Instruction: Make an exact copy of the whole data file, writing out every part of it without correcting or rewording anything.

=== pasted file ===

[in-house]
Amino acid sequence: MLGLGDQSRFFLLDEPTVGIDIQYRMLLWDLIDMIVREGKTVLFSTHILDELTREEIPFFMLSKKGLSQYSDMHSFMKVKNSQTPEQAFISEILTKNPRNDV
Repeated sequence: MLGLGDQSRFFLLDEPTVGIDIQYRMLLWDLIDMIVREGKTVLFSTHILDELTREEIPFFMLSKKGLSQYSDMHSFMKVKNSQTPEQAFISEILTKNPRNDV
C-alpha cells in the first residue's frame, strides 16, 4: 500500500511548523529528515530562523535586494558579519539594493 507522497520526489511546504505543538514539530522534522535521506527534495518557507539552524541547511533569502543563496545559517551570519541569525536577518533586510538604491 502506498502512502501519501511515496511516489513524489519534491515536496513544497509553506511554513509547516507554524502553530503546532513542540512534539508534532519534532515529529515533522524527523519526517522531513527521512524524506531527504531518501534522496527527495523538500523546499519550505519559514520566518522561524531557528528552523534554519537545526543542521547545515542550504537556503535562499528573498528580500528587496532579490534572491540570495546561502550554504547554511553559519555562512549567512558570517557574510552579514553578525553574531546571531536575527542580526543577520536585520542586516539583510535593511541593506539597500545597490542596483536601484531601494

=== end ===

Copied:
[in-house]
Amino acid sequence: MLGLGDQSRFFLLDEPTVGIDIQYRMLLWDLIDMIVREGKTVLFSTHILDELTREEIPFFMLSKKGLSQYSDMHSFMKVKNSQTPEQAFISEILTKNPRNDV
Repeated sequence: MLGLGDQSRFFLLDEPTVGIDIQYRMLLWDLIDMIVREGKTVLFSTHILDELTREEIPFFMLSKKGLSQYSDMHSFMKVKNSQTPEQAFISEILTKNPRNDV
C-alpha cells in the first residue's frame, strides 16, 4: 500500500511548523529528515530562523535586494558579519539594493 507522497520526489511546504505543538514539530522534522535521506527534495518557507539552524541547511533569502543563496545559517551570519541569525536577518533586510538604491 502506498502512502501519501511515496511516489513524489519534491515536496513544497509553506511554513509547516507554524502553530503546532513542540512534539508534532519534532515529529515533522524527523519526517522531513527521512524524506531527504531518501534522496527527495523538500523546499519550505519559514520566518522561524531557528528552523534554519537545526543542521547545515542550504537556503535562499528573498528580500528587496532579490534572491540570495546561502550554504547554511553559519555562512549567512558570517557574510552579514553578525553574531546571531536575527542580526543577520536585520542586516539583510535593511541593506539597500545597490542596483536601484531601494